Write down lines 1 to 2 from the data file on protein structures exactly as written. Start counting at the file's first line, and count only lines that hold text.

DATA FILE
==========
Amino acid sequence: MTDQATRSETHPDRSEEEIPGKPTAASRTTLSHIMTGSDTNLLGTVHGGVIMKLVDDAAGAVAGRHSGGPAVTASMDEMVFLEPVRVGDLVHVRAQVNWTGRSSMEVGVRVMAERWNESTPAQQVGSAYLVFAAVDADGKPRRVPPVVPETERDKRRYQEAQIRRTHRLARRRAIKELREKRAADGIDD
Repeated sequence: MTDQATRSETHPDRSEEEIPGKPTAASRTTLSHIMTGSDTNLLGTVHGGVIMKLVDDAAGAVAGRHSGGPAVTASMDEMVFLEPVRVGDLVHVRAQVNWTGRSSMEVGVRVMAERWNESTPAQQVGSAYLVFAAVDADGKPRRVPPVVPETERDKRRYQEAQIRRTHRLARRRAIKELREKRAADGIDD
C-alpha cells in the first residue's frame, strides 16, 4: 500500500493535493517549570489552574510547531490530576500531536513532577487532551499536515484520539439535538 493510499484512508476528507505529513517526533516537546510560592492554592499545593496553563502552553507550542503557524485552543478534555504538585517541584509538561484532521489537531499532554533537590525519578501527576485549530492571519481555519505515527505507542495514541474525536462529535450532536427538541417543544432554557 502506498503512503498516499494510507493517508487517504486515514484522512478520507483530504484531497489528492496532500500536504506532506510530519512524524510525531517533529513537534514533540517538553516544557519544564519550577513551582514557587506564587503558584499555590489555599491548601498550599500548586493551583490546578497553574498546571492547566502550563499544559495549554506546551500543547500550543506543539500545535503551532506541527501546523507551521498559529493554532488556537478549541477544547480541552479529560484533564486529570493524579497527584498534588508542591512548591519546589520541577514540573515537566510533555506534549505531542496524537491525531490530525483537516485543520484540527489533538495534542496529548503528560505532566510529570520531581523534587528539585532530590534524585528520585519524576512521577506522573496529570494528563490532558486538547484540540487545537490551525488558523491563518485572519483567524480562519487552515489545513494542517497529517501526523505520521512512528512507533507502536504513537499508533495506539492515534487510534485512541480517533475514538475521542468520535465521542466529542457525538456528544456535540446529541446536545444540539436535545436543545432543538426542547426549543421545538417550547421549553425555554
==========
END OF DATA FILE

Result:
Amino acid sequence: MTDQATRSETHPDRSEEEIPGKPTAASRTTLSHIMTGSDTNLLGTVHGGVIMKLVDDAAGAVAGRHSGGPAVTASMDEMVFLEPVRVGDLVHVRAQVNWTGRSSMEVGVRVMAERWNESTPAQQVGSAYLVFAAVDADGKPRRVPPVVPETERDKRRYQEAQIRRTHRLARRRAIKELREKRAADGIDD
Repeated sequence: MTDQATRSETHPDRSEEEIPGKPTAASRTTLSHIMTGSDTNLLGTVHGGVIMKLVDDAAGAVAGRHSGGPAVTASMDEMVFLEPVRVGDLVHVRAQVNWTGRSSMEVGVRVMAERWNESTPAQQVGSAYLVFAAVDADGKPRRVPPVVPETERDKRRYQEAQIRRTHRLARRRAIKELREKRAADGIDD